Grant Abstract: The Role of Vitamin D in Systemic Lupus Erythematosus

Grant Number: 5K23AR052364-05
PI Name: Kamen
Project Title: The Role of Vitamin D in Systemic Lupus Erythematosus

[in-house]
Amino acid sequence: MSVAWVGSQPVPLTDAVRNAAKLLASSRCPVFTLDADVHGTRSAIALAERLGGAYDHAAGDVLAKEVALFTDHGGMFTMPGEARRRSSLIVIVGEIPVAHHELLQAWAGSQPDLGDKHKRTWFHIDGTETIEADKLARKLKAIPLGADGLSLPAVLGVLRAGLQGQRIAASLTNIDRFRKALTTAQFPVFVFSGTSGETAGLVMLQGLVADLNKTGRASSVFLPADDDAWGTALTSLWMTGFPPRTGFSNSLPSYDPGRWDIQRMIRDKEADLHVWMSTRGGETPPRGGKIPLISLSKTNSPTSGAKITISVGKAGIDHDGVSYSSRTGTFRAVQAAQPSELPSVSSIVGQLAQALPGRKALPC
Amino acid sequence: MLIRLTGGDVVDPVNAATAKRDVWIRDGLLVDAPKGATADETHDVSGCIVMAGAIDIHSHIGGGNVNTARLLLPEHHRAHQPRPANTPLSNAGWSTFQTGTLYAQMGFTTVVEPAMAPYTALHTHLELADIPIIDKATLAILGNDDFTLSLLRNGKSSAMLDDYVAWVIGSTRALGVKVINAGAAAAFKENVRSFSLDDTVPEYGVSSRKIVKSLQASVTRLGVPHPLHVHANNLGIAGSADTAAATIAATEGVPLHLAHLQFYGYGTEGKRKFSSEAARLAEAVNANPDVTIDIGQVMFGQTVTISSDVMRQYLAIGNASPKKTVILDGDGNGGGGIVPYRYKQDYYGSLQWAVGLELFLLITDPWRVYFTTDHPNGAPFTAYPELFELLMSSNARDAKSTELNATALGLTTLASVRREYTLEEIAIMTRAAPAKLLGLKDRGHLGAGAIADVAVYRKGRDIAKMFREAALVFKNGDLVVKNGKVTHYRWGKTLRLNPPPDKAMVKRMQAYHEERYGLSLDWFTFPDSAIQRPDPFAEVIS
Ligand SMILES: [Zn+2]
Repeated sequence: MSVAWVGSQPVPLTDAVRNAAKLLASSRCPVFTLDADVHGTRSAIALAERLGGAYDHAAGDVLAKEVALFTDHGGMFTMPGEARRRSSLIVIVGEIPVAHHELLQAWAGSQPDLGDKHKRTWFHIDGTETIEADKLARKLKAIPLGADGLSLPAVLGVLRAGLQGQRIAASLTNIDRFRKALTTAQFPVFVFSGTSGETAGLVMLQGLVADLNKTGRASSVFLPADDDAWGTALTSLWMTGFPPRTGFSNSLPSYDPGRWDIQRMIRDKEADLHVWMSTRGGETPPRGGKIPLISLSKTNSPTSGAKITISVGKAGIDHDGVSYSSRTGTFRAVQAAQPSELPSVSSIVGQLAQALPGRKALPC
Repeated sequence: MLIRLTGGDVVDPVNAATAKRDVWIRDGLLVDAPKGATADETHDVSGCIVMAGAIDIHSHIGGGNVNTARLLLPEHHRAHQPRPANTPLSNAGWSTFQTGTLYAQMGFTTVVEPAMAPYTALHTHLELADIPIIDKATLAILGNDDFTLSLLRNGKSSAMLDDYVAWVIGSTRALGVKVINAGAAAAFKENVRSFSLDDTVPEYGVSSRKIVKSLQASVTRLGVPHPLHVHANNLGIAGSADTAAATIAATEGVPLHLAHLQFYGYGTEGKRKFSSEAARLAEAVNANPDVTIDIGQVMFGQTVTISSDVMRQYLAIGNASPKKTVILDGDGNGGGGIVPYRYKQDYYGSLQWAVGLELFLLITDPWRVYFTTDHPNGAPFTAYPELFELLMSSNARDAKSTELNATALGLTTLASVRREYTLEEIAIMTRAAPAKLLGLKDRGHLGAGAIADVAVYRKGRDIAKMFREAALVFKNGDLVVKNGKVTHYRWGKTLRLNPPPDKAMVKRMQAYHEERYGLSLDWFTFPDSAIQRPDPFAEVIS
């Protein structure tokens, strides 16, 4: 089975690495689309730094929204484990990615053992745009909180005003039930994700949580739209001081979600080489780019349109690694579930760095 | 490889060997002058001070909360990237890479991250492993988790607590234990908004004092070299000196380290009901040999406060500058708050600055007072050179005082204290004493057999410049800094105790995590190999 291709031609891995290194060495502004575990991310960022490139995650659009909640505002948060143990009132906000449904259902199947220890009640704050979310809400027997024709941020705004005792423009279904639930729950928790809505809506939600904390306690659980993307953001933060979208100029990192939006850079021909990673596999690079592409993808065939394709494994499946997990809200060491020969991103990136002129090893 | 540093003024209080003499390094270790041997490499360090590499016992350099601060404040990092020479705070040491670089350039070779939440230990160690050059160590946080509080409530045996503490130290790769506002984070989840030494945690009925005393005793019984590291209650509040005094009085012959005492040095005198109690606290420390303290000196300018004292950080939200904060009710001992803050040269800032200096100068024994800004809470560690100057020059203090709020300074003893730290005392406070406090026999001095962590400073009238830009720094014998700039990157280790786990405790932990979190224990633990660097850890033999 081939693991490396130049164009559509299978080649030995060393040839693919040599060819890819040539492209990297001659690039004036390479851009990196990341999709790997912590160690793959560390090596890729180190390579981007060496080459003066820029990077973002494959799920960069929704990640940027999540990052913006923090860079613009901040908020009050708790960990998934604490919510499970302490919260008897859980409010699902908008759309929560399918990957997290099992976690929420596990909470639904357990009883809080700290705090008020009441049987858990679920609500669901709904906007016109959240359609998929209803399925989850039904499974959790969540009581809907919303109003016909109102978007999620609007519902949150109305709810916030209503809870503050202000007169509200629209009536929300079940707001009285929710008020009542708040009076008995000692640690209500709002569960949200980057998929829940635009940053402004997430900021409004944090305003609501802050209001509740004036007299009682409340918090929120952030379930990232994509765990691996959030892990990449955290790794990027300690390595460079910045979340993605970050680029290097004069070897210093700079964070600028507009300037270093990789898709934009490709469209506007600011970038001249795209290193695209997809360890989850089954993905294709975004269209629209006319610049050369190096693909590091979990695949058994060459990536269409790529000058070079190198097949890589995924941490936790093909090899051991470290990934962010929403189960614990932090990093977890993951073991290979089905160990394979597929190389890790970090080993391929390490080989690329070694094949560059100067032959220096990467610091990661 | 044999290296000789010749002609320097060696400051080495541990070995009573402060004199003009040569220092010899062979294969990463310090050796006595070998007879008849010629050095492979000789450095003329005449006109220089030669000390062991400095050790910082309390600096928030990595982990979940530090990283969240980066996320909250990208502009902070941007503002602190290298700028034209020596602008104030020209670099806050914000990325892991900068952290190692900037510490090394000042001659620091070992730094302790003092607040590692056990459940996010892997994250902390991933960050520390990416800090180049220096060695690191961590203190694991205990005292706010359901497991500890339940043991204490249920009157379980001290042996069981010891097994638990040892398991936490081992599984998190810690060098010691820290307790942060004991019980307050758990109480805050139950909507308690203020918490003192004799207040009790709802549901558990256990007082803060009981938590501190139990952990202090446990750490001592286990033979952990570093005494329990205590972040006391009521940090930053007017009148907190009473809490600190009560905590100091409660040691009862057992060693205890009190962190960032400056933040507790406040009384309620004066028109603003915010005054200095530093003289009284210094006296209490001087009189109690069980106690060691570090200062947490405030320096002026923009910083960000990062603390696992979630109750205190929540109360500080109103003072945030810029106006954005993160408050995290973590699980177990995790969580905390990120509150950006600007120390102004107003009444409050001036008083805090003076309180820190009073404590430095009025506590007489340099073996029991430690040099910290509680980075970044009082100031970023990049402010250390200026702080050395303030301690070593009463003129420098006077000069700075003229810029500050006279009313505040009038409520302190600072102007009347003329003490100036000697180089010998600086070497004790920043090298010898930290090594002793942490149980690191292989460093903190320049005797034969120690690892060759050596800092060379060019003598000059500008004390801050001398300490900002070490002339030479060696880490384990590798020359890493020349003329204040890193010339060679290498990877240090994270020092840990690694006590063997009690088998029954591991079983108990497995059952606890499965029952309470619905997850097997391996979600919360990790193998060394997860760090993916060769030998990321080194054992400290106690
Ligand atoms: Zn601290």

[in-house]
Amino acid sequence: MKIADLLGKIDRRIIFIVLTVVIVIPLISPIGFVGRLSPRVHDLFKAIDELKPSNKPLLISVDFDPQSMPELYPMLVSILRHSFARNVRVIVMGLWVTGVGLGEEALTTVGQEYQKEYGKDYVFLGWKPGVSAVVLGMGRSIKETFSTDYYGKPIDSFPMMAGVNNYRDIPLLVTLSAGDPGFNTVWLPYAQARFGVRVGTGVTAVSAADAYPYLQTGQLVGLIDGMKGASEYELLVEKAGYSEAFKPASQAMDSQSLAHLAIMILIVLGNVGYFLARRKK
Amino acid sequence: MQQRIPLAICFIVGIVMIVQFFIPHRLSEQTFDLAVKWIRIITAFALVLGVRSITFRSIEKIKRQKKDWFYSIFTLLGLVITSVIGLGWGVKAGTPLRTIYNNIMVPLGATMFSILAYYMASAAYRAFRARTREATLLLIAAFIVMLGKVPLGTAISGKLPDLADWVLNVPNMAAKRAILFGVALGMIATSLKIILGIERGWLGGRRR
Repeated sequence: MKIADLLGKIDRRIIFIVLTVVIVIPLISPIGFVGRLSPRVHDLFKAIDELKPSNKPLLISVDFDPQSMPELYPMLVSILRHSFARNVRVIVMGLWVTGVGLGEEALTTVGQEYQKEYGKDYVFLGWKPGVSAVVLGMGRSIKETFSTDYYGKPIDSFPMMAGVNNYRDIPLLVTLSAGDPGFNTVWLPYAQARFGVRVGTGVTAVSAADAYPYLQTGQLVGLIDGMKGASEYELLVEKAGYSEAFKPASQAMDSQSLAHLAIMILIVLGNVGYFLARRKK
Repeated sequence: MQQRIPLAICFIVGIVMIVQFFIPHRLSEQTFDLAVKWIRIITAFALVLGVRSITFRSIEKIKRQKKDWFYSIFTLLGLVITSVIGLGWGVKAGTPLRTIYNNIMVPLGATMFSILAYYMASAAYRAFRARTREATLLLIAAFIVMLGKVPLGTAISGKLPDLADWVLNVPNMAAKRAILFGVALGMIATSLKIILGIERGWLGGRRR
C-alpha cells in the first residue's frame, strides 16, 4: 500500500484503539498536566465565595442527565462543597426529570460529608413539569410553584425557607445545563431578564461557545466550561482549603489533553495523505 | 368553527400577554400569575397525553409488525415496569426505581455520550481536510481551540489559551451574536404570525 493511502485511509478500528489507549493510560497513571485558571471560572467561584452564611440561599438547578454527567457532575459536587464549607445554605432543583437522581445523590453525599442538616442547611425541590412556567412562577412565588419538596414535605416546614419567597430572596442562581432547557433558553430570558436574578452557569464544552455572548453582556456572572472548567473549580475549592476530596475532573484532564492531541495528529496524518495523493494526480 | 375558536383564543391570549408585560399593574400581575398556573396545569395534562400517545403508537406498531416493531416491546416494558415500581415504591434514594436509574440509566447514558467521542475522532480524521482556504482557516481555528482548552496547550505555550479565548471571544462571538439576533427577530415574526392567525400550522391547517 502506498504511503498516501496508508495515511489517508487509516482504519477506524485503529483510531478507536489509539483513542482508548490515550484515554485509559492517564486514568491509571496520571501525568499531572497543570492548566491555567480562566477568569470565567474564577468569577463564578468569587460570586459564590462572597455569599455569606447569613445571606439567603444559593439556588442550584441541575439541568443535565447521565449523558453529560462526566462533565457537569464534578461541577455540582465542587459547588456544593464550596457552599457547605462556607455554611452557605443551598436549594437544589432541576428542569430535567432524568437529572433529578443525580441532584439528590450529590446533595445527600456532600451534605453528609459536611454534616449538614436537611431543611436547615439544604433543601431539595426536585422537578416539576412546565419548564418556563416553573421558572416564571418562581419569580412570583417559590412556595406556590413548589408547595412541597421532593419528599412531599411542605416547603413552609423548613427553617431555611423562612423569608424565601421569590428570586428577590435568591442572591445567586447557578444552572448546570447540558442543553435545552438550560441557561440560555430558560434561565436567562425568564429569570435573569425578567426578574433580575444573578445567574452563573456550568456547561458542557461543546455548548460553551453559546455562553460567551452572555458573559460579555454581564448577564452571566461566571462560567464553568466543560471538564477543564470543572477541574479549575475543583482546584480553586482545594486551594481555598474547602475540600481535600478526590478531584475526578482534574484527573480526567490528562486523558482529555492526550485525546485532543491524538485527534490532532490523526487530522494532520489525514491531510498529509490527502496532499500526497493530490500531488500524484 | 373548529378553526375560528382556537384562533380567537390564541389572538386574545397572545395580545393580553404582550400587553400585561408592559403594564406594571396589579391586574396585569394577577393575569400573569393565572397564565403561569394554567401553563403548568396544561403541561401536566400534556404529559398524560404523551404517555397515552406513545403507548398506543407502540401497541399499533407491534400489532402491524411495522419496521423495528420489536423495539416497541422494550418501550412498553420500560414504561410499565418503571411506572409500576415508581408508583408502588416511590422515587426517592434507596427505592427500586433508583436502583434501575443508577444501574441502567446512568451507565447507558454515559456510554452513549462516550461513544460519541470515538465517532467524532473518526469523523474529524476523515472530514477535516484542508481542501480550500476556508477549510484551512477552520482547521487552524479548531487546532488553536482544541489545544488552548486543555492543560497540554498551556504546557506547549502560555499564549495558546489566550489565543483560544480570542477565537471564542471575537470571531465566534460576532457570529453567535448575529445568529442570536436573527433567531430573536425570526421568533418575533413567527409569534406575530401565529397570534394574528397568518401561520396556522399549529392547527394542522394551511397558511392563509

Abstract: DESCRIPTION (provided by applicant): Vitamin D functions as a powerful immune modulator, deficiency of vitamin D is highly prevalent among SLE patients, and preclinical studies have shown success using vitamin D to treat animal models of autoimmune disease. We have preliminary data demonstrating that Caucasian SLE patients have significantly lower vitamin D levels compared to controls, and there is a strong trend towards higher disease activity in patients with lower levels of 25-hydroxyvitamin D (25(OH)D). Evidence from prospective studies of RA and type 1 diabetes in humans suggest an important role for vitamin D as a modifiable environmental factor in autoimmune disease. This role has not been well studied in human SLE. The overall hypothesis of this proposal is that vitamin D deficiency is a reversible environmental trigger of SLE and increased disease activity, and that supplementation with doses of vitamin D sufficient to achieve immune modulatory effects will be safe and attenuate disease activity in SLE patients. The Research Development Plan consists of 3 Aims. In Specific Aim 1, 25(OH)D and iPTH will be performed on stored serum samples from participants from 3 longitudinal cohorts to determine whether vitamin D deficiency correlates with SLE compared to controls, and with disease activity and severity among cases. In Specific Aim 2, we will determine the factors that protect the minority of African American SLE patients from becoming vitamin D deficient, assessing diet, sun exposure, supplement use, and skin pigment. Specific Aim 3 involves administration of oral vitamin D to deficient African American SLE patients in a small Phase I clinical study to establish safety, tolerability, and an effective dose for replacement therapy. Disease activity, disease flare, immunologic measures, inflammatory markers, and quality of life will also be assessed. The information gathered from this study will be used to plan a scientifically sound larger scale Phase ll/lll placebo-controlled trial. The Career Development Plan will consist of 5 essential components: (1) Research projects preceptorship overseen by a research advisory and mentorship committee; (2) Meetings and conferences; (3) Training in the responsible conduct of research; (4) Formal mentorship training; and (5) Formal coursework to further develop a body of knowledge in relevant areas. These research and career development aims are designed to provide training in techniques for the cross-sectional analysis of large databases and for the design and implementation of clinical research studies in an outpatient setting. The pursuit of these projects, in conjunction with formal coursework in biostatistical and epidemiological methods, is intended to foster Dr. Kamen's career as an independent academic clinical investigator with a focus on SLE and patient-oriented research.

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